because they do not see the use for it. CTE
    courses fill that need.
  • CTE Teachers can provide the relevance for
    motivation and the frame of reference so that CTE
    students value mathematics.
  • The CTE classroom also provides the environment
    where students can develop high level math skills
  • Mathematics is one of the new basic skills for
    industry.
  • Mathematical literacy is required of anyone
    entering a workplace or seeking advancement in a
    career.

33
CTE Classrooms Provide the Perfect Learning
Environment
  • The purpose of Perkins IV- The purpose of this
    Act is to
  • develop more fully the academic and career and
    technical skills of secondary
  • education students and postsecondary education
    students who elect to enroll in
  • career and technical education programs, By
  • 1st of 7 building on the efforts of States and
    localities to develop challenging academic and
    technical standards and to assist students in
    meeting such standards, including preparation for
    high skill, high wage, or high demand occupations
    in current or emerging professions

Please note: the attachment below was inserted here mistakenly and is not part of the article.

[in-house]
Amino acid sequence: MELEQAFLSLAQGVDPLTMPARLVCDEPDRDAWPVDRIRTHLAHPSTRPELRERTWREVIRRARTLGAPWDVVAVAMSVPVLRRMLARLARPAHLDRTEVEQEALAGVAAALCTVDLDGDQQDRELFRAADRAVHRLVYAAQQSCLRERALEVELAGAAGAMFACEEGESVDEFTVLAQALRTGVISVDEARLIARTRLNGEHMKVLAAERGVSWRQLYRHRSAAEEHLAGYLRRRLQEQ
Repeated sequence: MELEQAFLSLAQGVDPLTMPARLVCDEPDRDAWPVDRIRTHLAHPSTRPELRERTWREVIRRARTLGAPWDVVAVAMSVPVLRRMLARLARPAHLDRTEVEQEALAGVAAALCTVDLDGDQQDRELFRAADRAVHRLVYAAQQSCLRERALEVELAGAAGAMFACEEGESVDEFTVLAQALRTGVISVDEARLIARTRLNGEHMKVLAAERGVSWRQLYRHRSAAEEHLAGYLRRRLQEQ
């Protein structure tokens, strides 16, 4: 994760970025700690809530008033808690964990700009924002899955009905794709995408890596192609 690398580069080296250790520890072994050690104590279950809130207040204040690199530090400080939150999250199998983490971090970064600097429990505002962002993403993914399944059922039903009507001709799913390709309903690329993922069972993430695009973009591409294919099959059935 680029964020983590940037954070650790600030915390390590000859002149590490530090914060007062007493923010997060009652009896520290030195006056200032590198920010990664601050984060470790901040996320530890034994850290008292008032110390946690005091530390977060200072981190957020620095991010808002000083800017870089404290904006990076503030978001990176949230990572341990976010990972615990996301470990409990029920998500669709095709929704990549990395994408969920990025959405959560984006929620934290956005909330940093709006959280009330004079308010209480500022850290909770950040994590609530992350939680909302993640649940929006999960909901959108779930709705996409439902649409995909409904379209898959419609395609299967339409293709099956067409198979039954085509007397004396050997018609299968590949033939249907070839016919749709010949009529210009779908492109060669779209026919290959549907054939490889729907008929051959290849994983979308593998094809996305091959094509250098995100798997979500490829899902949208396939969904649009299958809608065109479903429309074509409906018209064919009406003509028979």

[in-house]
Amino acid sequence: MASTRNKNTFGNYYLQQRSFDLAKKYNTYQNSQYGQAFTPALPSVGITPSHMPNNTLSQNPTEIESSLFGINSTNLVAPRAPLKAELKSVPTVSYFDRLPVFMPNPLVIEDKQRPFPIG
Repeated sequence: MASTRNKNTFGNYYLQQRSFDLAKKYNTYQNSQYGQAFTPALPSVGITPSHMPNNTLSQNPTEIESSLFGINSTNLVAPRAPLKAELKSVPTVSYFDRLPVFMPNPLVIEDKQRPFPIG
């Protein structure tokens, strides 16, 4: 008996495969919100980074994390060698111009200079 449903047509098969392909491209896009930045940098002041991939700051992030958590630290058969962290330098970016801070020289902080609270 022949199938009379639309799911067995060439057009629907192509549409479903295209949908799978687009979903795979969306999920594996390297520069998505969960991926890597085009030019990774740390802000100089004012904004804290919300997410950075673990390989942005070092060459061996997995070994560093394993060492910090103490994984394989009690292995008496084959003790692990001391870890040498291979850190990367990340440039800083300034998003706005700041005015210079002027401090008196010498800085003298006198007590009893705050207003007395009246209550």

• 2nd of 7 promoting the development of services
    and activities that integrate rigorous and
    challenging academic and career and technical
    instruction, and that link secondary education
    and postsecondary education for participating
    career and technical education students

34
Did You Know?
  • Daggett, 2005
  • Studies have shown that students understand and
    retain knowledge best when they have applied it
    in a practical, relevant setting.
  • According to Daggett, at the high school level,
    CTE programs provide the most effective learning
    opportunities.
  • Not only are students applying skills and
    knowledge to real-world situations in their CTE
    programs, but also they are drawing on knowledge
    learned in their core subjects.

35
Often, mathematical and CTE skills are chunked,
making transfer to the mathematics classroom and
standardized tests difficult
Pythagorean Theorem?
3-4-5 Angle?
36
Often the mathematics in CTE is bypassed or